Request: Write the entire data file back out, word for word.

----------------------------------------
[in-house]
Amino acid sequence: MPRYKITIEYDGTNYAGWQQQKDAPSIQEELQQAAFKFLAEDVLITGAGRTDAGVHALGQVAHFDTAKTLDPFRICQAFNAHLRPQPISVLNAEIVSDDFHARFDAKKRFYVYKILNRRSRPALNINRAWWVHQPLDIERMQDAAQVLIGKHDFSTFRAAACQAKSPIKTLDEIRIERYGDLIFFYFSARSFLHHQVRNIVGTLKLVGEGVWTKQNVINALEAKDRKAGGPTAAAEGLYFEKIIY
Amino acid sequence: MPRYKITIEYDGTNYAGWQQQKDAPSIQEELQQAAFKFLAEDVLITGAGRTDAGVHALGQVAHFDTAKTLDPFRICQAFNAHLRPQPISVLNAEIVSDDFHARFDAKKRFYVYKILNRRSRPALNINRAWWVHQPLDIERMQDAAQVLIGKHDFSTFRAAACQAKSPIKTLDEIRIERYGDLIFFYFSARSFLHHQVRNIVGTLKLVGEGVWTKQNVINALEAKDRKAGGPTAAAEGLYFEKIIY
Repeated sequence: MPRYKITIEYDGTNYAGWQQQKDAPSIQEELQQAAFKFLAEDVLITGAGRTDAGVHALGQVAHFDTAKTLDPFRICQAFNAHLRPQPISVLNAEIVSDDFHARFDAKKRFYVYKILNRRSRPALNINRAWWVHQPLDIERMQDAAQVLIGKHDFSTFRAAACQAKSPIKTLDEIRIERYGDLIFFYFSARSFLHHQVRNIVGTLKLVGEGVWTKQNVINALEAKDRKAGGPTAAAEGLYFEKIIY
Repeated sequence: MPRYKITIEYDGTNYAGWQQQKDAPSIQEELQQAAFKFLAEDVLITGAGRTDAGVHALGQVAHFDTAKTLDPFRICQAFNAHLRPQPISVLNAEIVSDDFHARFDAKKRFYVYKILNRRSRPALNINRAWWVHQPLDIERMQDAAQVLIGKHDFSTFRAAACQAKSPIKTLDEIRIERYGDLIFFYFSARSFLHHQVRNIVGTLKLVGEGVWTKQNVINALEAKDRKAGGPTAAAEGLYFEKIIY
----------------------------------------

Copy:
[in-house]
Amino acid sequence: MPRYKITIEYDGTNYAGWQQQKDAPSIQEELQQAAFKFLAEDVLITGAGRTDAGVHALGQVAHFDTAKTLDPFRICQAFNAHLRPQPISVLNAEIVSDDFHARFDAKKRFYVYKILNRRSRPALNINRAWWVHQPLDIERMQDAAQVLIGKHDFSTFRAAACQAKSPIKTLDEIRIERYGDLIFFYFSARSFLHHQVRNIVGTLKLVGEGVWTKQNVINALEAKDRKAGGPTAAAEGLYFEKIIY
Amino acid sequence: MPRYKITIEYDGTNYAGWQQQKDAPSIQEELQQAAFKFLAEDVLITGAGRTDAGVHALGQVAHFDTAKTLDPFRICQAFNAHLRPQPISVLNAEIVSDDFHARFDAKKRFYVYKILNRRSRPALNINRAWWVHQPLDIERMQDAAQVLIGKHDFSTFRAAACQAKSPIKTLDEIRIERYGDLIFFYFSARSFLHHQVRNIVGTLKLVGEGVWTKQNVINALEAKDRKAGGPTAAAEGLYFEKIIY
Repeated sequence: MPRYKITIEYDGTNYAGWQQQKDAPSIQEELQQAAFKFLAEDVLITGAGRTDAGVHALGQVAHFDTAKTLDPFRICQAFNAHLRPQPISVLNAEIVSDDFHARFDAKKRFYVYKILNRRSRPALNINRAWWVHQPLDIERMQDAAQVLIGKHDFSTFRAAACQAKSPIKTLDEIRIERYGDLIFFYFSARSFLHHQVRNIVGTLKLVGEGVWTKQNVINALEAKDRKAGGPTAAAEGLYFEKIIY
Repeated sequence: MPRYKITIEYDGTNYAGWQQQKDAPSIQEELQQAAFKFLAEDVLITGAGRTDAGVHALGQVAHFDTAKTLDPFRICQAFNAHLRPQPISVLNAEIVSDDFHARFDAKKRFYVYKILNRRSRPALNINRAWWVHQPLDIERMQDAAQVLIGKHDFSTFRAAACQAKSPIKTLDEIRIERYGDLIFFYFSARSFLHHQVRNIVGTLKLVGEGVWTKQNVINALEAKDRKAGGPTAAAEGLYFEKIIY